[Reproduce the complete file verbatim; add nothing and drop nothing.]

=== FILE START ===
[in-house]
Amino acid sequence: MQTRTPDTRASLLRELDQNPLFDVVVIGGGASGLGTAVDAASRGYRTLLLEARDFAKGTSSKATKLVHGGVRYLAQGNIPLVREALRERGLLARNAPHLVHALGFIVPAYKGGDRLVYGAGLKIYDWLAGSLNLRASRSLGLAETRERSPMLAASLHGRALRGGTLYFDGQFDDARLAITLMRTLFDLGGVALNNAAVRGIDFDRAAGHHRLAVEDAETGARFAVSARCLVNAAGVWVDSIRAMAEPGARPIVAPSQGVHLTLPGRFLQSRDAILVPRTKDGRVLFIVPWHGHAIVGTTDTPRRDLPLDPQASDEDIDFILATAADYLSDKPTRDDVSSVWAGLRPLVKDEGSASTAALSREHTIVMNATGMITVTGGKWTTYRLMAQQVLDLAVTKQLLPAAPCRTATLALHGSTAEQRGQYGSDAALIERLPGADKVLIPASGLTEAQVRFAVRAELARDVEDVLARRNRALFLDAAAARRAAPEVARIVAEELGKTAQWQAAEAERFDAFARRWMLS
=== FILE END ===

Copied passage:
[in-house]
Amino acid sequence: MQTRTPDTRASLLRELDQNPLFDVVVIGGGASGLGTAVDAASRGYRTLLLEARDFAKGTSSKATKLVHGGVRYLAQGNIPLVREALRERGLLARNAPHLVHALGFIVPAYKGGDRLVYGAGLKIYDWLAGSLNLRASRSLGLAETRERSPMLAASLHGRALRGGTLYFDGQFDDARLAITLMRTLFDLGGVALNNAAVRGIDFDRAAGHHRLAVEDAETGARFAVSARCLVNAAGVWVDSIRAMAEPGARPIVAPSQGVHLTLPGRFLQSRDAILVPRTKDGRVLFIVPWHGHAIVGTTDTPRRDLPLDPQASDEDIDFILATAADYLSDKPTRDDVSSVWAGLRPLVKDEGSASTAALSREHTIVMNATGMITVTGGKWTTYRLMAQQVLDLAVTKQLLPAAPCRTATLALHGSTAEQRGQYGSDAALIERLPGADKVLIPASGLTEAQVRFAVRAELARDVEDVLARRNRALFLDAAAARRAAPEVARIVAEELGKTAQWQAAEAERFDAFARRWMLS